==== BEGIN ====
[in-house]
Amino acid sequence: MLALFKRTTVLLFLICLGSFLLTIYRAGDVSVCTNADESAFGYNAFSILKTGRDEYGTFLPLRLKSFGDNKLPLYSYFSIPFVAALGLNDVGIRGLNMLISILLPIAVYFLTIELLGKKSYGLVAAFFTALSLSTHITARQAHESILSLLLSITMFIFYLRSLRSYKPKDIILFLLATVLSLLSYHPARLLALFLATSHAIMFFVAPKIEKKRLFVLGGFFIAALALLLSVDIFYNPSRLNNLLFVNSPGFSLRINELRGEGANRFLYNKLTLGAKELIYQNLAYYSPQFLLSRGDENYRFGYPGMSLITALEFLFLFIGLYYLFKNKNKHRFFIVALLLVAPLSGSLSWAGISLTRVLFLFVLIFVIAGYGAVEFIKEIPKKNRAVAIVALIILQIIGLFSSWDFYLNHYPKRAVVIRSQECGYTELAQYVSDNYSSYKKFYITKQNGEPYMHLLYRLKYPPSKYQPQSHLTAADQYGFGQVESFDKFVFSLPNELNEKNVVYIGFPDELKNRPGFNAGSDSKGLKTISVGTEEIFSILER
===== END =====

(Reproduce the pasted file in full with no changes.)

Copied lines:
[in-house]
Amino acid sequence: MLALFKRTTVLLFLICLGSFLLTIYRAGDVSVCTNADESAFGYNAFSILKTGRDEYGTFLPLRLKSFGDNKLPLYSYFSIPFVAALGLNDVGIRGLNMLISILLPIAVYFLTIELLGKKSYGLVAAFFTALSLSTHITARQAHESILSLLLSITMFIFYLRSLRSYKPKDIILFLLATVLSLLSYHPARLLALFLATSHAIMFFVAPKIEKKRLFVLGGFFIAALALLLSVDIFYNPSRLNNLLFVNSPGFSLRINELRGEGANRFLYNKLTLGAKELIYQNLAYYSPQFLLSRGDENYRFGYPGMSLITALEFLFLFIGLYYLFKNKNKHRFFIVALLLVAPLSGSLSWAGISLTRVLFLFVLIFVIAGYGAVEFIKEIPKKNRAVAIVALIILQIIGLFSSWDFYLNHYPKRAVVIRSQECGYTELAQYVSDNYSSYKKFYITKQNGEPYMHLLYRLKYPPSKYQPQSHLTAADQYGFGQVESFDKFVFSLPNELNEKNVVYIGFPDELKNRPGFNAGSDSKGLKTISVGTEEIFSILER